Market continued marching higher in a week with mixed earnings reports. Companies such as Visa and Microsoft reported better than expected earnings while names like 3M, Amazon and others missed. This lead to a divergence in performance for many blue chip names, but overall the indices moved higher and sit near all-time highs. Overall, 78% of reporting companies this quarter have beaten expectations. What’s been interesting to see in many of these reports is a slightly better than expected view on the future. October consumer confidence numbers came out higher than September as well. For the week, the Dow gained 0.7% while the S&P 500 increased 1.2%. Read More
The federal deficit doesn’t make the news much anymore, but it continues to balloon. The deficit is the difference in what the government spends and what it collects in tax revenue. That amount must be borrowed each year to fund the difference. In Fiscal 2019, which ended September 30, the deficit increased 26% over 2018 and reached a seven year high of $984 billion. Total government revenues increased 4% to $3.4 trillion, but spending increased 8% to $4.4 trillion. This increased deficit spending serves as a stimulus to the economy and props up economic growth numbers artificially. While deficit spending can help growth in the short term, it creates long term problems for an economy. We are fortunately still able to borrow money at very low rates, but that can’t continue forever. Sadly, no one in Washington DC seems interested in reducing spending to help the situation. Read More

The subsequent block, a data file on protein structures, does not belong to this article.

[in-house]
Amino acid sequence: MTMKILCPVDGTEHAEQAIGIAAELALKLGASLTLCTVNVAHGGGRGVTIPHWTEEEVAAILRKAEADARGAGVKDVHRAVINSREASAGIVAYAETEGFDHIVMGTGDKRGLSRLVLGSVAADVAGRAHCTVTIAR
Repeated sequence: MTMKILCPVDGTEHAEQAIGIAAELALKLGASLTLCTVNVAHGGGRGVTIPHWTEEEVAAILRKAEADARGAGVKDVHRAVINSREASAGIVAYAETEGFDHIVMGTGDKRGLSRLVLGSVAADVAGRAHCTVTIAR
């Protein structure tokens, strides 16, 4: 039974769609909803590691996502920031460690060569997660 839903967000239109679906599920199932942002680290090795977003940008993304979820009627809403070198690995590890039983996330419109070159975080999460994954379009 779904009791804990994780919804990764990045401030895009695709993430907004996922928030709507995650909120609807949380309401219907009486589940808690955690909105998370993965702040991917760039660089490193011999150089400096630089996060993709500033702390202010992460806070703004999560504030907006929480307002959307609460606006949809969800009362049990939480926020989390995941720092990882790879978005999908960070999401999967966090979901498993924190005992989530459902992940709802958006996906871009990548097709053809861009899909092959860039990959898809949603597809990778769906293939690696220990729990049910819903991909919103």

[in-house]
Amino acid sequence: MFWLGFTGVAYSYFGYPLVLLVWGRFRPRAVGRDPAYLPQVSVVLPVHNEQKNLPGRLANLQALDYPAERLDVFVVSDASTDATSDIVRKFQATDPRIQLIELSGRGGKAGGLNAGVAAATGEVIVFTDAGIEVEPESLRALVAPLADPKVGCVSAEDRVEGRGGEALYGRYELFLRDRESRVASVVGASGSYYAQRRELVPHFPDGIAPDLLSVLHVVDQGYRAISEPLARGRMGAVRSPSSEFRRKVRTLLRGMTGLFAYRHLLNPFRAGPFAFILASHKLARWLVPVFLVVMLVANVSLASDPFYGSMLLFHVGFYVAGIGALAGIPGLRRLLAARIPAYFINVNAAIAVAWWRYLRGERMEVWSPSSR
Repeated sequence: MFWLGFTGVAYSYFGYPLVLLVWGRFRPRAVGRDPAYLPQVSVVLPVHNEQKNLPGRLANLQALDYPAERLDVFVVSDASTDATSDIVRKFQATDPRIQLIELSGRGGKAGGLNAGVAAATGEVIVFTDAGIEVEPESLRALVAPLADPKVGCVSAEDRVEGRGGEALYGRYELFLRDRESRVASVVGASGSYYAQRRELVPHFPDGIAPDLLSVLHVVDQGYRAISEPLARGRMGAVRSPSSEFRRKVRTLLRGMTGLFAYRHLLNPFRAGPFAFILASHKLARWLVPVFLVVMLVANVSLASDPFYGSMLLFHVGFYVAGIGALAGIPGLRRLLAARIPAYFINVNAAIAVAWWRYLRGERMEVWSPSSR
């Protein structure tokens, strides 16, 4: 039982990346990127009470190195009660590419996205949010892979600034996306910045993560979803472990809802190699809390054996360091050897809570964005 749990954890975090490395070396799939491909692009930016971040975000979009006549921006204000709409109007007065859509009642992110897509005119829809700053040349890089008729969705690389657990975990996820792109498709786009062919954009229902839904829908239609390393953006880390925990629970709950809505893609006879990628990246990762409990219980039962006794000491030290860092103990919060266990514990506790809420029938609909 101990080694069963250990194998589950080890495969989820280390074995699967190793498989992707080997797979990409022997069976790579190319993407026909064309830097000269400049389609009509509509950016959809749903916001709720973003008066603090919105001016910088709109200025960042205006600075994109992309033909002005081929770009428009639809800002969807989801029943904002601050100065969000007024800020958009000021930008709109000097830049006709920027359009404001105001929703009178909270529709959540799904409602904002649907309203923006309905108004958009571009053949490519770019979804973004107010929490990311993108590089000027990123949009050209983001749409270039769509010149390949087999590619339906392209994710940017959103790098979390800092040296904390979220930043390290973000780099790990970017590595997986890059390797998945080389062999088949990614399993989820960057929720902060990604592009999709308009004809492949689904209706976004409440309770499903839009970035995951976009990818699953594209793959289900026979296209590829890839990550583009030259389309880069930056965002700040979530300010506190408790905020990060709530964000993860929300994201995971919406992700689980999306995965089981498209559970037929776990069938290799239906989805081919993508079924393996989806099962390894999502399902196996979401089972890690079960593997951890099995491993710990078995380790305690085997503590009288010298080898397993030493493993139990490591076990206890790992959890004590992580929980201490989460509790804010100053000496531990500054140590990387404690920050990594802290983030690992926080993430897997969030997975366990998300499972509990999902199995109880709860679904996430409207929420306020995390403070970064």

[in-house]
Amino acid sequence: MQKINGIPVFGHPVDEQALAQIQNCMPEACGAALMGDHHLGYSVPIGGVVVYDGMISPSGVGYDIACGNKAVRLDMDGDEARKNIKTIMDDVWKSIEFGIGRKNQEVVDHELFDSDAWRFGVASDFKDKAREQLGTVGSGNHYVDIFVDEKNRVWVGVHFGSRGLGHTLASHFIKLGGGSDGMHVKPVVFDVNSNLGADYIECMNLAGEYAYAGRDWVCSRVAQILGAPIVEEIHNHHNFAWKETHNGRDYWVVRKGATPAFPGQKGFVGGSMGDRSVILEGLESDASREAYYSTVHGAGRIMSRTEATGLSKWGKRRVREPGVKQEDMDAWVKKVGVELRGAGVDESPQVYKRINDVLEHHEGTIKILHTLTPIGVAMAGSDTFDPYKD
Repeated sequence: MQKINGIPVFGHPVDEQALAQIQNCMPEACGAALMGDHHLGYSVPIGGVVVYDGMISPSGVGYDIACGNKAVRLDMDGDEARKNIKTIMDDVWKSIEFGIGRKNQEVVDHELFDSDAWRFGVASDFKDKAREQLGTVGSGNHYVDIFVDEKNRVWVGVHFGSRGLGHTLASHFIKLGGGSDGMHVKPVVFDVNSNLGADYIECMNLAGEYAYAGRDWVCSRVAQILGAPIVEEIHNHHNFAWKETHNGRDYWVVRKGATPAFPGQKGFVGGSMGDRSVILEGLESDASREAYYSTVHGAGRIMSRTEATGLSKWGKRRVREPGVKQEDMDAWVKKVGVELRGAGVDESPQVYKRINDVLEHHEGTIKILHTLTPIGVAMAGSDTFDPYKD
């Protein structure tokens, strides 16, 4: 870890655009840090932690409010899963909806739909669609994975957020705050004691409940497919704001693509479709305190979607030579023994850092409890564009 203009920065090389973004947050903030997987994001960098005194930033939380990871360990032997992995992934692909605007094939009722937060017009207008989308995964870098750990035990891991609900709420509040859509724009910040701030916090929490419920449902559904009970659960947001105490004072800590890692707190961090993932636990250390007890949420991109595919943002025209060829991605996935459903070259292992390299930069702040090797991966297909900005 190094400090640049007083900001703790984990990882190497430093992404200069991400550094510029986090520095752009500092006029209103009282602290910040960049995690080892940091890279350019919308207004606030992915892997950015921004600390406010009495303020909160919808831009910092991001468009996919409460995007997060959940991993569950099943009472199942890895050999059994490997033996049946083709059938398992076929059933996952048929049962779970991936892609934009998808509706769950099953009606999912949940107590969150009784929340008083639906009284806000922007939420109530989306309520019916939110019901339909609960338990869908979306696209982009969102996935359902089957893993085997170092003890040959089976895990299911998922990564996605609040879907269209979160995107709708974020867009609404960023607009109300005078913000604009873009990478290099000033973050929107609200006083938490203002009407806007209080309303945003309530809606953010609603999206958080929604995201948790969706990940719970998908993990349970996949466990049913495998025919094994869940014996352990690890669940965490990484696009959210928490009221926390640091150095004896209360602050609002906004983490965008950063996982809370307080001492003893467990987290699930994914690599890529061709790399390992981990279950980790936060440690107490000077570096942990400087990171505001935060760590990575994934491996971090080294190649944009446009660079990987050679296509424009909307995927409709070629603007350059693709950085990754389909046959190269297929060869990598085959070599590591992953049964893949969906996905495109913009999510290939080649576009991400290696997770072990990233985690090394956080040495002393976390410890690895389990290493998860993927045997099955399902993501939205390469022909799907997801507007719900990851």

Oil increased 5.5% this week to close at $56.64/barrel. The yield on the 10-yr Treasury moved higher, closing at 1.80%, from 1.75% last week. The average rate on a 30-yr fixed rate mortgage moved higher to 3.75% from 3.69% last week.
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